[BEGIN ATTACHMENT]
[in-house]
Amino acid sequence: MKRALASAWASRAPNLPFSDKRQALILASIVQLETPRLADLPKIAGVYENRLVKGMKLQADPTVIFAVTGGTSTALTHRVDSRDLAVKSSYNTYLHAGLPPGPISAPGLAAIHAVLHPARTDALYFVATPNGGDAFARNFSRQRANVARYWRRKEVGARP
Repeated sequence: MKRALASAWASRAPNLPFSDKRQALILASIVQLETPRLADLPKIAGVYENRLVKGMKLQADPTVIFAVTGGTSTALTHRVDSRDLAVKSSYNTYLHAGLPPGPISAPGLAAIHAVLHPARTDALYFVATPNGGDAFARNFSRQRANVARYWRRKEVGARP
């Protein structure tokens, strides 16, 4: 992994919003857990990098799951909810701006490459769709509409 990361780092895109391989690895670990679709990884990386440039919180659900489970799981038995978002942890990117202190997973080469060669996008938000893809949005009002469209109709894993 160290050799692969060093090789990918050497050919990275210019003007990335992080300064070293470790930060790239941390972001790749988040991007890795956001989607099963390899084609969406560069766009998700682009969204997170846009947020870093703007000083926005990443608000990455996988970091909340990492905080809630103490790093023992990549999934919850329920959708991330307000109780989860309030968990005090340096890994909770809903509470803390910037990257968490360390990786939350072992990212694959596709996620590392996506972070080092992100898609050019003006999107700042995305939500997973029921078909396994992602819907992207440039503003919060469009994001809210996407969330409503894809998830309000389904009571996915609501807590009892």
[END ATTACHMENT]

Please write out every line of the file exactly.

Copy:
[in-house]
Amino acid sequence: MKRALASAWASRAPNLPFSDKRQALILASIVQLETPRLADLPKIAGVYENRLVKGMKLQADPTVIFAVTGGTSTALTHRVDSRDLAVKSSYNTYLHAGLPPGPISAPGLAAIHAVLHPARTDALYFVATPNGGDAFARNFSRQRANVARYWRRKEVGARP
Repeated sequence: MKRALASAWASRAPNLPFSDKRQALILASIVQLETPRLADLPKIAGVYENRLVKGMKLQADPTVIFAVTGGTSTALTHRVDSRDLAVKSSYNTYLHAGLPPGPISAPGLAAIHAVLHPARTDALYFVATPNGGDAFARNFSRQRANVARYWRRKEVGARP
């Protein structure tokens, strides 16, 4: 992994919003857990990098799951909810701006490459769709509409 990361780092895109391989690895670990679709990884990386440039919180659900489970799981038995978002942890990117202190997973080469060669996008938000893809949005009002469209109709894993 160290050799692969060093090789990918050497050919990275210019003007990335992080300064070293470790930060790239941390972001790749988040991007890795956001989607099963390899084609969406560069766009998700682009969204997170846009947020870093703007000083926005990443608000990455996988970091909340990492905080809630103490790093023992990549999934919850329920959708991330307000109780989860309030968990005090340096890994909770809903509470803390910037990257968490360390990786939350072992990212694959596709996620590392996506972070080092992100898609050019003006999107700042995305939500997973029921078909396994992602819907992207440039503003919060469009994001809210996407969330409503894809998830309000389904009571996915609501807590009892």